Until such a day, I’ll continue to use Adium on my Mac and Meebo on my PC as a way to access all of my chat services in one place. Vendor chat software like the real AOL Instant Messenger have become so bloated and full of ads, it is a wonder why anyone would even consider using them. Yahoo does make a good product, but the amount of memory it consumes is a little staggering, as is true with about all of them, as more features are stacked on to compete with the other guys. Perhaps some of the bloat in these programs can be trimmed by merging, as well. Sounds like a winning idea to me.


Have you tried meebo.com? It is a website where you can log on to all of your instant messaging accounts in one place, with any software installation necessary! It not only gets the job done, it does so with ease and in style.

I often log on to IM services (usually with AOL and Yahoo). I don’t use the native software for any of them. I don’t need to, but keep in mind that in order to do some advanced features, you may need to use the actual native programs. Ads, feature bloat, and memory hogging are the mean reasons why I don’t download a one of them. I usually use an all-in-one chat program, such as Trillian (Win), Adium (Mac), and Gaim (now called Pidgin), which lets me log on to most any network there is today. But you really don’t need to install any of these programs. You can chat with all of your buddies on any service via Meebo. I used it exclusively when I first bought my Mac. I found that I really didn’t need anything more.

It has all the features you need and it works fantastically. You’ll soon forget you are using a website at all. You can sign on to any single chat service outright, but if you use more than one, I recommend creating a Meebo username so you can store all of your accounts under one roof. That way you need only sign on to their site with a single username and password.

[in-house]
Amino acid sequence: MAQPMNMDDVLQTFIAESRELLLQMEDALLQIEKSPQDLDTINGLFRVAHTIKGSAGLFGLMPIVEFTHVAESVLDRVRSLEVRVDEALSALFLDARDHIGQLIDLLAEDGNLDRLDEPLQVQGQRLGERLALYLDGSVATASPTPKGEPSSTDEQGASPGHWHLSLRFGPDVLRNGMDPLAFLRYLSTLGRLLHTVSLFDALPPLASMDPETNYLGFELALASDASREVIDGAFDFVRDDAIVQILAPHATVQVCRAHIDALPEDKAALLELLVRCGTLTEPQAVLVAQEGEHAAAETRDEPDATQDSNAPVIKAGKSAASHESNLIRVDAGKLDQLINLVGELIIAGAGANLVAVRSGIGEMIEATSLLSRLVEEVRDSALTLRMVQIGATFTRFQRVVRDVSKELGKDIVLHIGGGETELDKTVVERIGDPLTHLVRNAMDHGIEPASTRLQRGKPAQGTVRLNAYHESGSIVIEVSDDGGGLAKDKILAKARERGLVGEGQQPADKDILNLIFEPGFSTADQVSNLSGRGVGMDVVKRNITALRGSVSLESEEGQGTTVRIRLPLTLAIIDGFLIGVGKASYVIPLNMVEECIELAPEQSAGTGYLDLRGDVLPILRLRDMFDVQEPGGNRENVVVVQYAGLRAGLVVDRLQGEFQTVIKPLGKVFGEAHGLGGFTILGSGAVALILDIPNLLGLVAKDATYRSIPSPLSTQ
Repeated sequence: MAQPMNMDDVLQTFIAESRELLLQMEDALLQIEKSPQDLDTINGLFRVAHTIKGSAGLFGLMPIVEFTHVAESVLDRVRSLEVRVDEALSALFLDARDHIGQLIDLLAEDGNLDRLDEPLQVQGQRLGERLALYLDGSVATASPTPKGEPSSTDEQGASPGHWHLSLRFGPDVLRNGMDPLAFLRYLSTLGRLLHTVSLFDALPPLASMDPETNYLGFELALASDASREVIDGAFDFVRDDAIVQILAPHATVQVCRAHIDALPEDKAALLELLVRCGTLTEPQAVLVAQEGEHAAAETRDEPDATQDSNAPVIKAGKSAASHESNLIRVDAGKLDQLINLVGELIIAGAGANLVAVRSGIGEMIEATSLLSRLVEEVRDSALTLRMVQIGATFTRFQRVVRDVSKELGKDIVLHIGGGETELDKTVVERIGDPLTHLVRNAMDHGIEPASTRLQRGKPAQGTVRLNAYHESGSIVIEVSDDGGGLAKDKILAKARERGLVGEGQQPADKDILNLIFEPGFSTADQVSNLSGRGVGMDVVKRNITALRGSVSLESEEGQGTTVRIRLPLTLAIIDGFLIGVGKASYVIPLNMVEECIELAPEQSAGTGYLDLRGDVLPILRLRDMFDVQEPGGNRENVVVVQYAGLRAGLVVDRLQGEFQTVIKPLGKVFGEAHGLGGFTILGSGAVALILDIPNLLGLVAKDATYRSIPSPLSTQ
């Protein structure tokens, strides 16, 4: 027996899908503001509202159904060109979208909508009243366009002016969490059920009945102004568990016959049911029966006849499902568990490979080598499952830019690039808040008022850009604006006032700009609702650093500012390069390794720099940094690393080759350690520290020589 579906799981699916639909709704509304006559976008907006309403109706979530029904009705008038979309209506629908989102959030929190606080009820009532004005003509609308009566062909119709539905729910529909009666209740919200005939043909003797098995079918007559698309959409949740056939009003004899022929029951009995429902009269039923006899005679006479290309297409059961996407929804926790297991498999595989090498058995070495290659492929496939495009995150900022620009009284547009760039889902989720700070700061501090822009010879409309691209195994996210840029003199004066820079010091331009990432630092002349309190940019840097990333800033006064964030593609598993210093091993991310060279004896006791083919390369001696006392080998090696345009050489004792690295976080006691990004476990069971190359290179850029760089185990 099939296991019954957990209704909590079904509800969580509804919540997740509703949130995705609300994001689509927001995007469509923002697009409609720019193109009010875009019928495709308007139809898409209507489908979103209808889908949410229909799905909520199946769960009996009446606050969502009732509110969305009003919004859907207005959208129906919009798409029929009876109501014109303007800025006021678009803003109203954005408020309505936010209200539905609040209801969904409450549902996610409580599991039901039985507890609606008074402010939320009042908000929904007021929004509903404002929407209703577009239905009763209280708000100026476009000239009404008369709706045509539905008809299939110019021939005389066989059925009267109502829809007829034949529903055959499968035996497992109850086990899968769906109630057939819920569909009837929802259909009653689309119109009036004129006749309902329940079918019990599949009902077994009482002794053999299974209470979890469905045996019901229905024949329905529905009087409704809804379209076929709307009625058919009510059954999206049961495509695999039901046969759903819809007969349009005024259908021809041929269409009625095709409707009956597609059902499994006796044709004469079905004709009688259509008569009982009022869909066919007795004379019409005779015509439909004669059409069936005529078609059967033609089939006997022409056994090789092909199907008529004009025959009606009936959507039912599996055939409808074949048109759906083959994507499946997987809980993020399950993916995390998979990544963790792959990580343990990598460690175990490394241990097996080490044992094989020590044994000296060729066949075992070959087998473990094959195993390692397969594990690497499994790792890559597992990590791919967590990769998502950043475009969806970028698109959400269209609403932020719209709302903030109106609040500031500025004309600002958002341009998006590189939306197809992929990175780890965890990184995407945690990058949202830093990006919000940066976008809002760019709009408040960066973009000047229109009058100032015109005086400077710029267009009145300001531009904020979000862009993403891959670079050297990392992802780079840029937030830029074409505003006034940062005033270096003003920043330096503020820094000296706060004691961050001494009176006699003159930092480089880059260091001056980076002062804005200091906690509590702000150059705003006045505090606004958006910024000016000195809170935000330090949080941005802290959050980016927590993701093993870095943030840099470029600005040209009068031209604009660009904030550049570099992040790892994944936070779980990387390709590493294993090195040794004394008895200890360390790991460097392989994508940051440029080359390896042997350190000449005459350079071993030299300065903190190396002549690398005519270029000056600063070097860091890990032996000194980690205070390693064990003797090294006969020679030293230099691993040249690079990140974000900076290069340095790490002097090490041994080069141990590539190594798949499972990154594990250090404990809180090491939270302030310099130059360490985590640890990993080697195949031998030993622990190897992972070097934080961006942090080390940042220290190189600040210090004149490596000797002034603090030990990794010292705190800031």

I hear they have a sweet new mobile version of the site as well, for phone users. I have no interest in that, but if you want to sign on to your account from anyone’s computer, or your own at home without all the feature bloat, try Meebo. You won’t be disappointed. It finally does for instant messaging what webmail has done for email. All of your friends and contacts are automatically pulled from the server for each service, so absolutely no effort is required. Let’s hope this service is around for years to come.


I have used instant messaging since the early days of the Internet, back in the day when AOL and ICQ were the only games in town. (Does anyone even use ICQ anymore?) Since those early days, each new product version has grown ever larger, bloated, and more complicated. Today, the programs to access these services are crammed full of features and options that hardly anyone is ever likely to use. If you use AOL or Yahoo messengers, check your system processes while it is running. You’re likely to be stunned at the amount of memory being sucked up by each of these beasts. They have ad windows, and aim to take over your system with resource-hogging, unnecessary features.